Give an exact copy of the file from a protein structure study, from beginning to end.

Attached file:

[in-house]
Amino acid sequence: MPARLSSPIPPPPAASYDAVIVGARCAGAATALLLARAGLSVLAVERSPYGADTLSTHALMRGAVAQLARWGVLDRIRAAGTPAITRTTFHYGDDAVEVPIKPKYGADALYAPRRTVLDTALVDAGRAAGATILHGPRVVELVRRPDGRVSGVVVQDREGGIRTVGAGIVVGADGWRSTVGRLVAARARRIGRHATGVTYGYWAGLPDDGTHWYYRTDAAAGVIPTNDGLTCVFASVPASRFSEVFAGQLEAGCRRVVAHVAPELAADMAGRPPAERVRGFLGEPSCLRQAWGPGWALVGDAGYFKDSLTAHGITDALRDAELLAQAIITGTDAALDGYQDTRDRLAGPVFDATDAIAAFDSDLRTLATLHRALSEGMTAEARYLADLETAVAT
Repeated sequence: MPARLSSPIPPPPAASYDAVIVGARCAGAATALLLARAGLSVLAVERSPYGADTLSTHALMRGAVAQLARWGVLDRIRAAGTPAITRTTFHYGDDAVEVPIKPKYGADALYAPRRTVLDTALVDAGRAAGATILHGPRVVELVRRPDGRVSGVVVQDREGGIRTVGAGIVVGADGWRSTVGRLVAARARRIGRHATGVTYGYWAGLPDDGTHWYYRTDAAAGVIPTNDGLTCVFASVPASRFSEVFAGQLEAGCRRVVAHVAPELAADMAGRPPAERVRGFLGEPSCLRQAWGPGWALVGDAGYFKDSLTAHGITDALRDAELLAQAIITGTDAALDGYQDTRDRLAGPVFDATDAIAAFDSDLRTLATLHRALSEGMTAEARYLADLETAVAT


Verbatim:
[in-house]
Amino acid sequence: MPARLSSPIPPPPAASYDAVIVGARCAGAATALLLARAGLSVLAVERSPYGADTLSTHALMRGAVAQLARWGVLDRIRAAGTPAITRTTFHYGDDAVEVPIKPKYGADALYAPRRTVLDTALVDAGRAAGATILHGPRVVELVRRPDGRVSGVVVQDREGGIRTVGAGIVVGADGWRSTVGRLVAARARRIGRHATGVTYGYWAGLPDDGTHWYYRTDAAAGVIPTNDGLTCVFASVPASRFSEVFAGQLEAGCRRVVAHVAPELAADMAGRPPAERVRGFLGEPSCLRQAWGPGWALVGDAGYFKDSLTAHGITDALRDAELLAQAIITGTDAALDGYQDTRDRLAGPVFDATDAIAAFDSDLRTLATLHRALSEGMTAEARYLADLETAVAT
Repeated sequence: MPARLSSPIPPPPAASYDAVIVGARCAGAATALLLARAGLSVLAVERSPYGADTLSTHALMRGAVAQLARWGVLDRIRAAGTPAITRTTFHYGDDAVEVPIKPKYGADALYAPRRTVLDTALVDAGRAAGATILHGPRVVELVRRPDGRVSGVVVQDREGGIRTVGAGIVVGADGWRSTVGRLVAARARRIGRHATGVTYGYWAGLPDDGTHWYYRTDAAAGVIPTNDGLTCVFASVPASRFSEVFAGQLEAGCRRVVAHVAPELAADMAGRPPAERVRGFLGEPSCLRQAWGPGWALVGDAGYFKDSLTAHGITDALRDAELLAQAIITGTDAALDGYQDTRDRLAGPVFDATDAIAAFDSDLRTLATLHRALSEGMTAEARYLADLETAVAT